NLS homeOther DocumentsCreating An Annotation >  Style-titles

Creating An Annotation

Step backwards Previous   Contents    Next Move forwards

Style and Presenation


The title page is the authority for words and spelling; the Chicago Manual of Style is the authority for style (presentation). In some cases, treatments are NLS practice.

The purpose is a consistent look-as far as possible-for publications and information to patrons. Cataloging rules are different.

Capitals—initial letters only

Note: Length is not a criterion; some verbs are very short. Watch especially for is, are, was, and were.

Lower case

Note: The preposition is sometimes part of verb form and is treated as a verb.

Living Through Mourning: Finding Hope and Comfort When a Loved One Has Diedthrough is part of the verb; note the change of meaning when it is treated as a preposition.

Punctuation and ampersands

Punctuation follows Chicago style; change the form of the title-page where needed.


Use Chicago style: write out numbers through one hundred; write out all numbers if first word of text. Figures are retained for numbers that are part of proper names, such as names of ships or projects. (See the section on Dates and time text style for other usages.)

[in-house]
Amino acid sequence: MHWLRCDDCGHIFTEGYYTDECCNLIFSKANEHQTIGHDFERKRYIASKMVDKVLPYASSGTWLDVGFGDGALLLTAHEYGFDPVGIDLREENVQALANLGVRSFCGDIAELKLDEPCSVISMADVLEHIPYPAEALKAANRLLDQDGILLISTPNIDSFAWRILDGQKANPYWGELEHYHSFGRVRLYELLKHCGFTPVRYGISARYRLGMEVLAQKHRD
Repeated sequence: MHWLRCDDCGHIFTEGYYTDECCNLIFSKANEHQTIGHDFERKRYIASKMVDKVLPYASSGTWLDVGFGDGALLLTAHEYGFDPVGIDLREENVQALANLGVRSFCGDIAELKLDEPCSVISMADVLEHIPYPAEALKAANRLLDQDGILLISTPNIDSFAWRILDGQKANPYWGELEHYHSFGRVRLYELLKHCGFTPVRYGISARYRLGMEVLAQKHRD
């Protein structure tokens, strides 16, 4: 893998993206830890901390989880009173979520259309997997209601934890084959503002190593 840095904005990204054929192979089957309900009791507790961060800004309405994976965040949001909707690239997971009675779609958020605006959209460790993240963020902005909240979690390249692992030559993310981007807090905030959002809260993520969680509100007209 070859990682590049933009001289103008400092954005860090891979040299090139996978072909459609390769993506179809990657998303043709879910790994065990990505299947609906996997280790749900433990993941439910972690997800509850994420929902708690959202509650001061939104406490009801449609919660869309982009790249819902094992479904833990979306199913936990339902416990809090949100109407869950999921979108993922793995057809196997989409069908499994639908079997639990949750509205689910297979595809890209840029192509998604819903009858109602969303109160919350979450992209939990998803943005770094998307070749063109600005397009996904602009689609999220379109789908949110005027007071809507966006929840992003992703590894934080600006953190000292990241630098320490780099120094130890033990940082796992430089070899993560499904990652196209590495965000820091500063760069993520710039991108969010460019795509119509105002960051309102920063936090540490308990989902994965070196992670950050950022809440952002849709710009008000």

Years are always expressed in figures.

1939: In the Shadow of the War

The Great Depression: An Inquiry into the Causes, Course, and Consequences of the Worldwide Depression of the 1930s, as Seen by Contemporaries and in the Light of History (not Nineteen Thirties)

Titles within titles


Occasionally rules for capitalization and punctuation should be violated if the original usage is an integral part of the title.



Re: Thinking—How to Succeed by Learning How to Think (The colon is part of the title punctuation; therefore, dashes indicate the subtitle, which has an initial capital.)

Move backwards Previous   Contents   Next Move forwards to

Library of Congress Home      NLS Home     Comments about NLS to [email protected]     About this site      Legal     Comments about this site to the NLS Reference Section

Posted on 2014-12-02